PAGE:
UN expert sees room for improvement for Nepal’s Indigenous People

By | 3 December, 2008

GENEVA / KATHMANDU – The United Nations Special Rapporteur on the situation of human rights and fundamental freedoms of indigenous peoples, James Anaya, is “encouraged by the Government’s stated commitment to advance the rights of indigenous peoples of Nepal, comprehensively referred to as Adivasi Janajati.”

However, “much remains to be done to transform into reality the Government’s agreement to advancing their rights,” stressed Anaya in his report on Nepal to the Human Rights Council.

The UN Expert, who visited Nepal 24 November to 2 December 2008, reviews in his report the human rights situation of the Adivasi Janajati, analysing the ongoing process of constitution-making and political transition as it relates to them.

The report assesses the implementation of Nepal’s expressed initiatives to secure the rights of the Adivasi Janajati, as reflected in Nepal’s ratification of the International Labour Organization Indigenous and Tribal Peoples Convention, 1989 (No. 169) and its support of the United Nations Declaration on the Rights of Indigenous Peoples, as well as in a number of policy and law reforms at the domestic level.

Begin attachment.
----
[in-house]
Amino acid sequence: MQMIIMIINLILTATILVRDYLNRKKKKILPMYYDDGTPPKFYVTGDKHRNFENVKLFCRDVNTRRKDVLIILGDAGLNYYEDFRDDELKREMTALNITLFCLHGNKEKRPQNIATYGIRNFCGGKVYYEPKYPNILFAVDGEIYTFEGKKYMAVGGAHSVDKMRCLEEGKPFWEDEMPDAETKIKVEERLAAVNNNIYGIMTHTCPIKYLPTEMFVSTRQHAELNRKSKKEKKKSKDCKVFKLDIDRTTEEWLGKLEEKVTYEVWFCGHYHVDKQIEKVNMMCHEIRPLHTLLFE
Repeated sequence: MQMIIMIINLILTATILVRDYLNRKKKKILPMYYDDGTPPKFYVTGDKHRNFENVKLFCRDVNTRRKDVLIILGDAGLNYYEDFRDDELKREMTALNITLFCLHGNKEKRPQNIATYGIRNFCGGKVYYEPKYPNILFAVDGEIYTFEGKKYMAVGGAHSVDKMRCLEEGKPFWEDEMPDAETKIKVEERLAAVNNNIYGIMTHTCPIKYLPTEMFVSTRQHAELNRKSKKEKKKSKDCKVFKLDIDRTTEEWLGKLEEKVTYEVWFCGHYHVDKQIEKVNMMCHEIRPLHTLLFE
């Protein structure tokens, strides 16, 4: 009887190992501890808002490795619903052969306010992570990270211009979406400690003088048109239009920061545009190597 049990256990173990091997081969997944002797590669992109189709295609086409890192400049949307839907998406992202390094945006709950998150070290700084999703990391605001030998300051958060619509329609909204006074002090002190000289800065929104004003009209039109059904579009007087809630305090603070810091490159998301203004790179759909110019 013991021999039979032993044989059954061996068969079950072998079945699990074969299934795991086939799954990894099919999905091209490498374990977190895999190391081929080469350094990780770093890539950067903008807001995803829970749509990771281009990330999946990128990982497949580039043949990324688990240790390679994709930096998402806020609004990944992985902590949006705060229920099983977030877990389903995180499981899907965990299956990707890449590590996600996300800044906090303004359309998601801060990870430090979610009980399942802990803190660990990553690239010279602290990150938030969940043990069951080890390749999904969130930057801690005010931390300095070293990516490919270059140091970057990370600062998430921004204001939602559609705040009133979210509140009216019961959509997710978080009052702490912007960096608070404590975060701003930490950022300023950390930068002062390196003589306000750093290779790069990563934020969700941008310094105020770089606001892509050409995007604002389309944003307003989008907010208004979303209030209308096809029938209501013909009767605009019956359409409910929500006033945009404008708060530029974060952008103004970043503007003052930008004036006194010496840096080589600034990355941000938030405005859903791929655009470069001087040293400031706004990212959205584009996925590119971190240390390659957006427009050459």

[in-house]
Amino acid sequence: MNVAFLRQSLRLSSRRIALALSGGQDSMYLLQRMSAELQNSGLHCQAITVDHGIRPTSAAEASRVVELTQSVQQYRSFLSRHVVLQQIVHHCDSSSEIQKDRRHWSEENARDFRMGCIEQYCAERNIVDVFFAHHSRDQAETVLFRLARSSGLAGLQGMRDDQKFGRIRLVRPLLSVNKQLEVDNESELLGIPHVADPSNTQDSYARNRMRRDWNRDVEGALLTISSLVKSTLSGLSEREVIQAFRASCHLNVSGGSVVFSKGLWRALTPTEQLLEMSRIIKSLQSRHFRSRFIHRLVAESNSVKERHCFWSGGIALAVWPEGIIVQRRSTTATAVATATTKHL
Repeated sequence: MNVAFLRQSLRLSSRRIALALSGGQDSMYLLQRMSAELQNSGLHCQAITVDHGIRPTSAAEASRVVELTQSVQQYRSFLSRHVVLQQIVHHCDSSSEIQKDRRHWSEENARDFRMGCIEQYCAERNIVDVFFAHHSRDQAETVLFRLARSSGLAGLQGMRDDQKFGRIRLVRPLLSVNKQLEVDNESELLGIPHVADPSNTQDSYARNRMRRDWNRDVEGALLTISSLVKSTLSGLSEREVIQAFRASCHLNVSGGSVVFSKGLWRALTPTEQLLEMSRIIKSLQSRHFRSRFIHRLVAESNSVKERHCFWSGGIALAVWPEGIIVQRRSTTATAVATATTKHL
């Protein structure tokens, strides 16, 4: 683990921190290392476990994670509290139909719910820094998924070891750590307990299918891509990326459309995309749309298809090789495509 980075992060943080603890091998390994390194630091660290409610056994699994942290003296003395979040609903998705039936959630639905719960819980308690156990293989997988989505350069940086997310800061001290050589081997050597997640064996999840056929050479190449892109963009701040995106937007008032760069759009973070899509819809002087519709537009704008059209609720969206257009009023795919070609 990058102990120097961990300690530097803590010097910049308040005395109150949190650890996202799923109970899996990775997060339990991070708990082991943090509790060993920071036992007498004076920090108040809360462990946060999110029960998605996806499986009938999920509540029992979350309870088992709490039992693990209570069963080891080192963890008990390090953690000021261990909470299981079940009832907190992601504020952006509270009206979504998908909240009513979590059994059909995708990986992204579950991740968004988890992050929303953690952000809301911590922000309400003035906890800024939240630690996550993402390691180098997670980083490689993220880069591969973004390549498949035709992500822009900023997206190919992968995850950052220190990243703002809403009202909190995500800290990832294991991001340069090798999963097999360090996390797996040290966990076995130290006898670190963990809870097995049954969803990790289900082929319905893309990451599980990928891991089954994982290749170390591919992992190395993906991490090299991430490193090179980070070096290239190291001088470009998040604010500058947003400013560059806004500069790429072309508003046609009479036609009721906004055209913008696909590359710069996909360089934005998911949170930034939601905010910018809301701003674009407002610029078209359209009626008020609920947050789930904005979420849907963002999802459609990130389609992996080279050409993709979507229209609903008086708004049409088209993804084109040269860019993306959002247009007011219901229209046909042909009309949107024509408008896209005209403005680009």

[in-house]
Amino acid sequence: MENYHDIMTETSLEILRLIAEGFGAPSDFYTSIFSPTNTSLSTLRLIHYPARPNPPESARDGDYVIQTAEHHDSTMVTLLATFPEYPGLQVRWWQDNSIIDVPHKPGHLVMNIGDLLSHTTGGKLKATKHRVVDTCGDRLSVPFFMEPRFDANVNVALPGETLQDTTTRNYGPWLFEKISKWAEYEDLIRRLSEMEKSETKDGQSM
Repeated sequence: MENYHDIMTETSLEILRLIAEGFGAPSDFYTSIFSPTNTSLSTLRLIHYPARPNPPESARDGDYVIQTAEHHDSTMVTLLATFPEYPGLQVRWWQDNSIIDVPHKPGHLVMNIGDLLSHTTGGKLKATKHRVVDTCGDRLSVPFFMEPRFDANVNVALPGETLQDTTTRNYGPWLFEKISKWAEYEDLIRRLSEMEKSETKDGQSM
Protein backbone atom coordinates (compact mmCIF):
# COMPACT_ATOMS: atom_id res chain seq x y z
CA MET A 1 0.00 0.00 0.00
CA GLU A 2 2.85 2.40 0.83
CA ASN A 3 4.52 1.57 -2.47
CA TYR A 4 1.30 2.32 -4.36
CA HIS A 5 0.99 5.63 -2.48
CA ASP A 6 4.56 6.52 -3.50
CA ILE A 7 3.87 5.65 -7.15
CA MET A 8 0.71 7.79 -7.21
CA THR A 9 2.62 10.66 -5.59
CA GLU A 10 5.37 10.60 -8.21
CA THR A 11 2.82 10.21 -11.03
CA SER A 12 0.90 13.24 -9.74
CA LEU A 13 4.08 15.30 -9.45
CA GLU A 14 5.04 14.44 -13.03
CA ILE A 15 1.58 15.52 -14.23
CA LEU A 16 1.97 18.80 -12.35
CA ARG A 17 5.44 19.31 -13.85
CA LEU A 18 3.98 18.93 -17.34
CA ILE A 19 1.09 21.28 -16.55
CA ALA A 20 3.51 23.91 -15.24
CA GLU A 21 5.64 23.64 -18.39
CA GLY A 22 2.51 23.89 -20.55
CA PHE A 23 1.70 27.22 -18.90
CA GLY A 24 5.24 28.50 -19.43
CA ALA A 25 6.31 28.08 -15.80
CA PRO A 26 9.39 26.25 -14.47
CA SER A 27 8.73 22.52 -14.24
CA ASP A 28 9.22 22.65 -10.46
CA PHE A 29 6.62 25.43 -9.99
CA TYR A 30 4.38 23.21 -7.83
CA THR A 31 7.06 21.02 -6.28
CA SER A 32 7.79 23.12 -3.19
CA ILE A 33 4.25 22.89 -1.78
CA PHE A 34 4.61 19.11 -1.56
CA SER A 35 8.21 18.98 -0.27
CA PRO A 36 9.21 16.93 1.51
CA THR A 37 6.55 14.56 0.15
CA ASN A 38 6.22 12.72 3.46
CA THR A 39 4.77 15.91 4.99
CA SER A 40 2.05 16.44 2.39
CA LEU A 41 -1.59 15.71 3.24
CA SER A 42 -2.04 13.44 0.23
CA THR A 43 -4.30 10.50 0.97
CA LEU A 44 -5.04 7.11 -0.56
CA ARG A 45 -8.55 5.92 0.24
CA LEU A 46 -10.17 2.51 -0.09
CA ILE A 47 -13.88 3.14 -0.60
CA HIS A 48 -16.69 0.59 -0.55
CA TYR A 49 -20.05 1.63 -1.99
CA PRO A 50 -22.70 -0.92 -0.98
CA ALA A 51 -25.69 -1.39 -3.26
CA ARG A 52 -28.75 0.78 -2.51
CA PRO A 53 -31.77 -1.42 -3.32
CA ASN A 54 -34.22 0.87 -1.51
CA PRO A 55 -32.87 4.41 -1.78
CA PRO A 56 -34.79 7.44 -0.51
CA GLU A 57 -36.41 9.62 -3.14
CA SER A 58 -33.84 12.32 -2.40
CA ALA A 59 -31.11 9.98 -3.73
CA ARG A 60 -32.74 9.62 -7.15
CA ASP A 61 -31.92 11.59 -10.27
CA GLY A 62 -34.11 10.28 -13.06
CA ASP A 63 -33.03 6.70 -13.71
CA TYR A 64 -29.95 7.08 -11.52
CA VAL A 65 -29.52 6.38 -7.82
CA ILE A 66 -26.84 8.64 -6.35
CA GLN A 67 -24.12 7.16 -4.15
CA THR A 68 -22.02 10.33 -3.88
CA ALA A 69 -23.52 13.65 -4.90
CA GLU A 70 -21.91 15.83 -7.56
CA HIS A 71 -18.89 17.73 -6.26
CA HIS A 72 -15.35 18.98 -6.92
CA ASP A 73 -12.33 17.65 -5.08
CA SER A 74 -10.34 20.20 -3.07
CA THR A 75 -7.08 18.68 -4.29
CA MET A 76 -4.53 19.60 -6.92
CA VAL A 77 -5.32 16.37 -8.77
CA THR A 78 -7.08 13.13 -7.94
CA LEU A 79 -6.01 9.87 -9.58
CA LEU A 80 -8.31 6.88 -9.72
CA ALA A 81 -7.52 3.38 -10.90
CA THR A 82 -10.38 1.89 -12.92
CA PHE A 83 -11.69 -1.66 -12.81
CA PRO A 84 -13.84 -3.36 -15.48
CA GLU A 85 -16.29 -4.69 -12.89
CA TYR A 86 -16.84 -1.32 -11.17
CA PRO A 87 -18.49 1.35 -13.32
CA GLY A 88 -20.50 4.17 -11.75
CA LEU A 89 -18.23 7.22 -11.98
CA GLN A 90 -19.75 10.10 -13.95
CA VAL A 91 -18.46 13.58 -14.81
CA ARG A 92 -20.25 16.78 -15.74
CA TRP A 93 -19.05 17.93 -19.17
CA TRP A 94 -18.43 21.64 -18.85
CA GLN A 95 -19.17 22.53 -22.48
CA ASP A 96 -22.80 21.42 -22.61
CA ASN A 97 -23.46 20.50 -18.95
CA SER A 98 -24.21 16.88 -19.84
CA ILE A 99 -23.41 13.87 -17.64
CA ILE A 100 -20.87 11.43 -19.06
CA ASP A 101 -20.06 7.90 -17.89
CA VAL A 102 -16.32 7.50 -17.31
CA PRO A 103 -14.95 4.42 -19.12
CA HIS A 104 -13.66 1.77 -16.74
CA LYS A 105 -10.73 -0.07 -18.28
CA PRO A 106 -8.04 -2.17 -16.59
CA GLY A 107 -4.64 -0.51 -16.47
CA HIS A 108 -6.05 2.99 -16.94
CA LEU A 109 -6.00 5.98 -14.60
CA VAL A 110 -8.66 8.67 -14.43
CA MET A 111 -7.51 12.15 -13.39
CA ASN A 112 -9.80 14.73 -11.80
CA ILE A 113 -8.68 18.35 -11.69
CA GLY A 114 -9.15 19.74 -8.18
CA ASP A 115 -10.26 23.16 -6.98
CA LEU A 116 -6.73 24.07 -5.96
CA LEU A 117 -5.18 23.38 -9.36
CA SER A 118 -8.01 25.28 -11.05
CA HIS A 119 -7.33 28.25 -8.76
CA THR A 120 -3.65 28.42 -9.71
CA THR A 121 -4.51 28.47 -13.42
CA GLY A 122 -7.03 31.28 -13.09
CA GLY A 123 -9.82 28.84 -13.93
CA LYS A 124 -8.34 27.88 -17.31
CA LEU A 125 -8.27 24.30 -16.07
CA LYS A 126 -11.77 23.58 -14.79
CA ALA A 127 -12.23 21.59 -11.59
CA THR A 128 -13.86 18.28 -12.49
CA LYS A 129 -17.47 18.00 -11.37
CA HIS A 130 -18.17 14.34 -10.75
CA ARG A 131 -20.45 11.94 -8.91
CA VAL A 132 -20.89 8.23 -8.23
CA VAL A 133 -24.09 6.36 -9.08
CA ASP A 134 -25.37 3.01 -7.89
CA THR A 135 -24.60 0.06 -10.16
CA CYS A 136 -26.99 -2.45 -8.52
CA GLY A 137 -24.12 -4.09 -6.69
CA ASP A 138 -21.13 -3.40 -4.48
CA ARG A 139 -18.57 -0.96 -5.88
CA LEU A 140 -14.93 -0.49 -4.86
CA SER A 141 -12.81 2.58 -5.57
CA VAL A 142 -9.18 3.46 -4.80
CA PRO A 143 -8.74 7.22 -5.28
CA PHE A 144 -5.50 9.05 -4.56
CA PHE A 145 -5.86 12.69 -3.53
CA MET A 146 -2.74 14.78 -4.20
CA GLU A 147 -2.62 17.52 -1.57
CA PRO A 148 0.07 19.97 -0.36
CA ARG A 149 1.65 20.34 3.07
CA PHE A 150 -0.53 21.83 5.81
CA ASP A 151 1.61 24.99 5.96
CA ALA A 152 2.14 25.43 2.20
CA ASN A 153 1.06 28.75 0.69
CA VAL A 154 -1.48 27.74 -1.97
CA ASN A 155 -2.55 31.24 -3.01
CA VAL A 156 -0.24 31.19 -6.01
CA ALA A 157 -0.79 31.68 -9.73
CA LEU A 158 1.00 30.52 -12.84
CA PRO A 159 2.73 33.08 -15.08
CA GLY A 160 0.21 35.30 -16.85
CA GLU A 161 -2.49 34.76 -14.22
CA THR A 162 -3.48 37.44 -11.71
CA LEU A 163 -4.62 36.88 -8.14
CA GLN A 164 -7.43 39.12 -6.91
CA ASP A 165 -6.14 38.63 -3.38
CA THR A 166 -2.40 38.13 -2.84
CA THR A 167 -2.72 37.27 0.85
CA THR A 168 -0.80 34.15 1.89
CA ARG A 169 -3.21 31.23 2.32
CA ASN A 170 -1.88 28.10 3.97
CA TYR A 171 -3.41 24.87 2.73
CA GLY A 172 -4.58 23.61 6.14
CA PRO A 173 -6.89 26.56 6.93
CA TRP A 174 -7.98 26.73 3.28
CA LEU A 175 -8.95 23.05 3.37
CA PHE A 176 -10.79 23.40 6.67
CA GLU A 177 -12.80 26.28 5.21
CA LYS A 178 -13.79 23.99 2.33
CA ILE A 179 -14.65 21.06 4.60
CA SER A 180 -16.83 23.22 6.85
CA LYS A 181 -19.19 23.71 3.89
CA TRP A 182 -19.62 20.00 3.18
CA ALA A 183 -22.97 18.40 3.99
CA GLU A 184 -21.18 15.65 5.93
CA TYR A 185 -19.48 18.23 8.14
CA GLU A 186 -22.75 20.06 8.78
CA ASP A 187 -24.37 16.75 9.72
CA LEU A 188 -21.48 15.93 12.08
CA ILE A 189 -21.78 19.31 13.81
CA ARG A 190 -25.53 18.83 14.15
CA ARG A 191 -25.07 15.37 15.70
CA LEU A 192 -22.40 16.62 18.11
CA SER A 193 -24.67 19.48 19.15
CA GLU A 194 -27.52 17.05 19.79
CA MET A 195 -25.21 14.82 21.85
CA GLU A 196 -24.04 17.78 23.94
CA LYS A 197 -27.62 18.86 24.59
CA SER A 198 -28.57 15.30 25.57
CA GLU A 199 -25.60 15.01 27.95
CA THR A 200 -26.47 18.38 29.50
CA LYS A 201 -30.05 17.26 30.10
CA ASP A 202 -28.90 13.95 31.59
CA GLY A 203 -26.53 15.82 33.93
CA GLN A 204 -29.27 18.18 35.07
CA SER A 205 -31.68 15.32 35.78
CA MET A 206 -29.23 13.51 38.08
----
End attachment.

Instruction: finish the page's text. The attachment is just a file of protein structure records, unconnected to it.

While noting developments by the Government of Nepal, Anaya highlights a number of ongoing human rights concerns related to a history of discrimination against the Adivasi Janajati.

Conscious of the challenges involved in Nepal’s period of transition to democracy, the Special Rapporteur offers several recommendations that may serve to enhance the recognition and protection of the rights of the indigenous peoples in line with the Government’s commitments, and expresses his resolve to support these efforts.

The report will be presented to the 12th session of the Human Rights Council in September.